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Healthcare Professionals

NHS and healthcare services are working very hard to provide the best start for families, including protecting their mental health, and they rightly focus resources for mums-to-be through the life-giving and life-changing maternity process. More and more, however, we are all recognising the powerful influence that dads-to-be have during this time, and the positive effect that dads have on their children when they spend quality time supporting mums and nurturing their babies from the start.

NHS staff and commissioners recognise that dads need more support to understand their powerfully important role. Engaging them with a DadPad will help Health Services reach out at the ‘golden opportunity moment’, when men are most motivated and receptive to support.

Don’t miss the chance to work with men, as you can’t properly support those that you don’t engage with. Get in touch for underpinning evidence and social impact studies, including monetary ROI, which will demonstrate that now is the time to change the culture and address the existing maternity gender inequality practices, to truly give our children the best start in life.


  • I was a bit scared when we found out we were having a baby, obviously happy, but a bit scared and in the beginning I was a bit clueless. The child development part is my favourite bit, but there’s things in there, like things about mental health, that I didn’t know about and that I didn’t know you needed to know about.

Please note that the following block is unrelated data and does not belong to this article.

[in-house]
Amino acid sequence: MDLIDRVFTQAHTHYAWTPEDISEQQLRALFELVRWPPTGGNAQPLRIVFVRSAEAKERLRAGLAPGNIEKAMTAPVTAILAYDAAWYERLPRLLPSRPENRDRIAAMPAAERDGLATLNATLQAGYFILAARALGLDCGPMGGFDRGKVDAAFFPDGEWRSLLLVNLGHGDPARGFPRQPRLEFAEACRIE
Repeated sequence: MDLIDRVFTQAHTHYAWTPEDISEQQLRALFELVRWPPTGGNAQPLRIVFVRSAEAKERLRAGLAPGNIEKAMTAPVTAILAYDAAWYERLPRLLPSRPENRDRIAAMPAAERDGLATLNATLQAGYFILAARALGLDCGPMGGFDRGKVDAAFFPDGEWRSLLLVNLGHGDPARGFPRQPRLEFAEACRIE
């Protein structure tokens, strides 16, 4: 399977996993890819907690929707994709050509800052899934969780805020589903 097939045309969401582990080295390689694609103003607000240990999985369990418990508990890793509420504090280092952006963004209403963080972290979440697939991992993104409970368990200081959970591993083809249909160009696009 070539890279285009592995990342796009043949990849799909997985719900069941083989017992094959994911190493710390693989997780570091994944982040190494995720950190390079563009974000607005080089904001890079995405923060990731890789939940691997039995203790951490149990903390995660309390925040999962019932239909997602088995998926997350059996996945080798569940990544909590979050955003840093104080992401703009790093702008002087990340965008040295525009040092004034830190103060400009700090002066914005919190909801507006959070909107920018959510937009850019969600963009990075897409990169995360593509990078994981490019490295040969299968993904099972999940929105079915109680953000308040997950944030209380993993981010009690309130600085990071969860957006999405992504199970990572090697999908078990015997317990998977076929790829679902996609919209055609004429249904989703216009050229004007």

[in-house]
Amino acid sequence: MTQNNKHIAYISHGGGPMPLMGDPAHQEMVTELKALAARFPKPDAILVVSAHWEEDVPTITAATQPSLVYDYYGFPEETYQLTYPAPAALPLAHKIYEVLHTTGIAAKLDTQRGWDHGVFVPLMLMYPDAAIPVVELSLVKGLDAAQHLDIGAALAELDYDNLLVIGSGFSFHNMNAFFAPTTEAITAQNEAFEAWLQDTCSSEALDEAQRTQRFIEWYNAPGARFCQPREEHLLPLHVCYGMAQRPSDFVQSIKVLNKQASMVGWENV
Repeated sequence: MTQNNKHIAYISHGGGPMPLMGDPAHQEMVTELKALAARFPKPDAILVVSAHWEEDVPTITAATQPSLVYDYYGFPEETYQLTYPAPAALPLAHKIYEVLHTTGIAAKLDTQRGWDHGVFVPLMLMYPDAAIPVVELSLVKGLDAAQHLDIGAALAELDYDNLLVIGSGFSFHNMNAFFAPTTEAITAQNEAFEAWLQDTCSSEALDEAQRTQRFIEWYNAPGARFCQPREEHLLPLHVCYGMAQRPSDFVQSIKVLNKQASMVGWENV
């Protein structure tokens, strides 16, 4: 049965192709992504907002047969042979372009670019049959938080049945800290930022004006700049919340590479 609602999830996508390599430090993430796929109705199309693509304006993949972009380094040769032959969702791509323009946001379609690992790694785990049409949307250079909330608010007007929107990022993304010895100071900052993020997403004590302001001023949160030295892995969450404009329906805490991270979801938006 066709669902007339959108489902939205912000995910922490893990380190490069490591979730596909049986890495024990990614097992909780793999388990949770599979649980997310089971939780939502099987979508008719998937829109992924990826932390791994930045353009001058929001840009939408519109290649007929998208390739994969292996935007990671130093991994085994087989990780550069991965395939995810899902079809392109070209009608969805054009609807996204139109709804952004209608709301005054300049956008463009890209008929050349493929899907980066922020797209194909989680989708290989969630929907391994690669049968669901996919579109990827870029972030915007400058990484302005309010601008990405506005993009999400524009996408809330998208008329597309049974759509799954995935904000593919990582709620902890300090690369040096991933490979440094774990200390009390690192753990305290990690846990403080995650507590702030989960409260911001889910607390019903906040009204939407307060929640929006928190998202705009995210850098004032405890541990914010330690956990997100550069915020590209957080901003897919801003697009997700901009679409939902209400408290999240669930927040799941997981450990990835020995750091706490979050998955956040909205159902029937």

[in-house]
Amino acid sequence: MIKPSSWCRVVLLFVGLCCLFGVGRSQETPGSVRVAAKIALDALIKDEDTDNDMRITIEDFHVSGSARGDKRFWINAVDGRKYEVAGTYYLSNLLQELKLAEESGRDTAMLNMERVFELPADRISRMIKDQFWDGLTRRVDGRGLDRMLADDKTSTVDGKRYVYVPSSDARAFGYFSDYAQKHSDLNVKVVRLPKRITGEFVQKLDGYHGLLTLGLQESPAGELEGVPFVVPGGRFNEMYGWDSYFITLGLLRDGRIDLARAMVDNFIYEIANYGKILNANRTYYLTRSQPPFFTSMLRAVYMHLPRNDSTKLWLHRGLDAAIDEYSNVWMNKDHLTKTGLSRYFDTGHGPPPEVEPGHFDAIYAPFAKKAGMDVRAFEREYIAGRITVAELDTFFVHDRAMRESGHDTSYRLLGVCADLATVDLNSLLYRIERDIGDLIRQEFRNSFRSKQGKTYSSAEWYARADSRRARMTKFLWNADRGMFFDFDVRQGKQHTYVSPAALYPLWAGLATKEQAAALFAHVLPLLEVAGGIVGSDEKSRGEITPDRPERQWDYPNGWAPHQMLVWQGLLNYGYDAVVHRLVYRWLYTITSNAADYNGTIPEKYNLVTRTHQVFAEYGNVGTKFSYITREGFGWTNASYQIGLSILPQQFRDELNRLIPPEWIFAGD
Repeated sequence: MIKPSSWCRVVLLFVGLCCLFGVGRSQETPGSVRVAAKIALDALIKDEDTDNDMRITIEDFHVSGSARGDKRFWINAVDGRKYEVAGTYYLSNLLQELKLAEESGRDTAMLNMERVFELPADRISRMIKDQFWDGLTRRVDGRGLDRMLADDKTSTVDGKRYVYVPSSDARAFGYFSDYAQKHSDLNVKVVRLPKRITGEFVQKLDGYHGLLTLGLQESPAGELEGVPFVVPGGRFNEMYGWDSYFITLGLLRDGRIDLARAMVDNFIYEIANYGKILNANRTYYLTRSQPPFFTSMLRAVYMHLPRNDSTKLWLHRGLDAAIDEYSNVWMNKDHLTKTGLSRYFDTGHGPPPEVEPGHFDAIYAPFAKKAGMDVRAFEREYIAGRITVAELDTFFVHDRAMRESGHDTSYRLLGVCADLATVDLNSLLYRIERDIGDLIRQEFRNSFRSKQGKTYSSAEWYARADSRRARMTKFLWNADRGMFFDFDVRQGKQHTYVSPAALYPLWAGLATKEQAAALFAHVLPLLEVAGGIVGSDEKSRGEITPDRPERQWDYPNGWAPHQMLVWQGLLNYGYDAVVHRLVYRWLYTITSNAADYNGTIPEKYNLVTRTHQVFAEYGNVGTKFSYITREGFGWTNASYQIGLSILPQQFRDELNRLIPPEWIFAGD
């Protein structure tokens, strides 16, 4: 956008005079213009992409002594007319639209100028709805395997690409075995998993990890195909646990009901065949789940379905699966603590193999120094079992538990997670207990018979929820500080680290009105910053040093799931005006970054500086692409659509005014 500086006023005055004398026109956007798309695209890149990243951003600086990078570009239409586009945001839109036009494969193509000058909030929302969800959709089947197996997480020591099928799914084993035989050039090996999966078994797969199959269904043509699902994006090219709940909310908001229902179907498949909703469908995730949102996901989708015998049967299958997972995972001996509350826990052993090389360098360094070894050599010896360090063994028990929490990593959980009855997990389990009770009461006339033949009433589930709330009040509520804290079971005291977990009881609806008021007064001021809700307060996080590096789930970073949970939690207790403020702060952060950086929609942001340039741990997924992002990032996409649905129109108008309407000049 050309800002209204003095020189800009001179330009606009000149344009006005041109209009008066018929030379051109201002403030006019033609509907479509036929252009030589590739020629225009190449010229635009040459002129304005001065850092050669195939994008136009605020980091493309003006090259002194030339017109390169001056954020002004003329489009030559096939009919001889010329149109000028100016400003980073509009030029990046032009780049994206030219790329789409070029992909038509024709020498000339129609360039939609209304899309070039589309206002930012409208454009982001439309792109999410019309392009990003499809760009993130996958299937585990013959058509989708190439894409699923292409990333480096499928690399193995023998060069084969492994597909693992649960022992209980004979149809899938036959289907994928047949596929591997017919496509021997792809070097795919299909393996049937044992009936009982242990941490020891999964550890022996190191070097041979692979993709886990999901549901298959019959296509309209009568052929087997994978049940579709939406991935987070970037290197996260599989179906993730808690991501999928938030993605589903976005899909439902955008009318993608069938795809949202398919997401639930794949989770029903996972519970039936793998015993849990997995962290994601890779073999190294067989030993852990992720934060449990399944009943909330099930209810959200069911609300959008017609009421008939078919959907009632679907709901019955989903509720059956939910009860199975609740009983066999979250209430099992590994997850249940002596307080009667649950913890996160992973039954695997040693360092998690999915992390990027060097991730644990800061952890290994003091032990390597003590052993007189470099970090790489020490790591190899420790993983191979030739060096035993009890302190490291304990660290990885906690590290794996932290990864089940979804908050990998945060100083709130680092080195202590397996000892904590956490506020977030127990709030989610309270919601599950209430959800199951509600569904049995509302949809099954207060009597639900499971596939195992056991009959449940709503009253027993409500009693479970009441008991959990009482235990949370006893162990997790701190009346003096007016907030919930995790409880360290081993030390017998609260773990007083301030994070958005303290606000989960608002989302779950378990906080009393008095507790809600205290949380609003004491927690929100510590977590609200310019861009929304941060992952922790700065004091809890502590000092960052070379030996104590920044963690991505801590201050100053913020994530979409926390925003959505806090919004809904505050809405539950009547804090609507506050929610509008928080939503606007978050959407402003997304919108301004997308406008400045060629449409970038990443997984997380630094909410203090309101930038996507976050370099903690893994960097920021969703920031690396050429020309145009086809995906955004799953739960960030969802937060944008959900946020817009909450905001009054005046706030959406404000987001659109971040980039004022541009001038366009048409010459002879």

Ross, 22
  • The DadPad gives support to new fathers who can often feel left out and unable to help when they’re needed most, and this can put a strain on both parents.

    Giles Berrisford, one of NHS England’s two Associate National Clinical Directors for Perinatal Mental Health
  • Young dads find it difficult to ask for help, particularly where their partners can become expert in the practicalities quite quickly and they don’t. [The DadPad] is about Dads being prepared for some of that tension and strain of being a new parent, but without being overwhelmed and knowing that it’s not just mums who can access the help and advice that’s available, even if they don’t live with their partner.

    Ruth Wellings, Programme Manager for Women and Children at NHS Kernow CCG